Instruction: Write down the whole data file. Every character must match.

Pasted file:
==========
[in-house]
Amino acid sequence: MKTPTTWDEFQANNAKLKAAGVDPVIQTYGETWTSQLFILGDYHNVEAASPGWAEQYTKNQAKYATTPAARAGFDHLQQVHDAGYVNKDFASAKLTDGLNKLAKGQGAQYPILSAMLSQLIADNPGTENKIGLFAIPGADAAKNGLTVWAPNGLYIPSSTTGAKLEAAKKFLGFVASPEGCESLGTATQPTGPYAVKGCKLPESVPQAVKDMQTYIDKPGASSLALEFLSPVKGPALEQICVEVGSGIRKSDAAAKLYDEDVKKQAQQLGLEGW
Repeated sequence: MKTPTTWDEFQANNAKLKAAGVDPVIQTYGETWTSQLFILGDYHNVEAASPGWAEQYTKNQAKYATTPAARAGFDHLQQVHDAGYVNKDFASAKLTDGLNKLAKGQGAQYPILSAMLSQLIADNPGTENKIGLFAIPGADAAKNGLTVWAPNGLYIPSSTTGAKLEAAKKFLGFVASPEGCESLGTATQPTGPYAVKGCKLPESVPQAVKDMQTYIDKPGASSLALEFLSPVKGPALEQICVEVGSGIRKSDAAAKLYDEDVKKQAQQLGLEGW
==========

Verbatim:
[in-house]
Amino acid sequence: MKTPTTWDEFQANNAKLKAAGVDPVIQTYGETWTSQLFILGDYHNVEAASPGWAEQYTKNQAKYATTPAARAGFDHLQQVHDAGYVNKDFASAKLTDGLNKLAKGQGAQYPILSAMLSQLIADNPGTENKIGLFAIPGADAAKNGLTVWAPNGLYIPSSTTGAKLEAAKKFLGFVASPEGCESLGTATQPTGPYAVKGCKLPESVPQAVKDMQTYIDKPGASSLALEFLSPVKGPALEQICVEVGSGIRKSDAAAKLYDEDVKKQAQQLGLEGW
Repeated sequence: MKTPTTWDEFQANNAKLKAAGVDPVIQTYGETWTSQLFILGDYHNVEAASPGWAEQYTKNQAKYATTPAARAGFDHLQQVHDAGYVNKDFASAKLTDGLNKLAKGQGAQYPILSAMLSQLIADNPGTENKIGLFAIPGADAAKNGLTVWAPNGLYIPSSTTGAKLEAAKKFLGFVASPEGCESLGTATQPTGPYAVKGCKLPESVPQAVKDMQTYIDKPGASSLALEFLSPVKGPALEQICVEVGSGIRKSDAAAKLYDEDVKKQAQQLGLEGW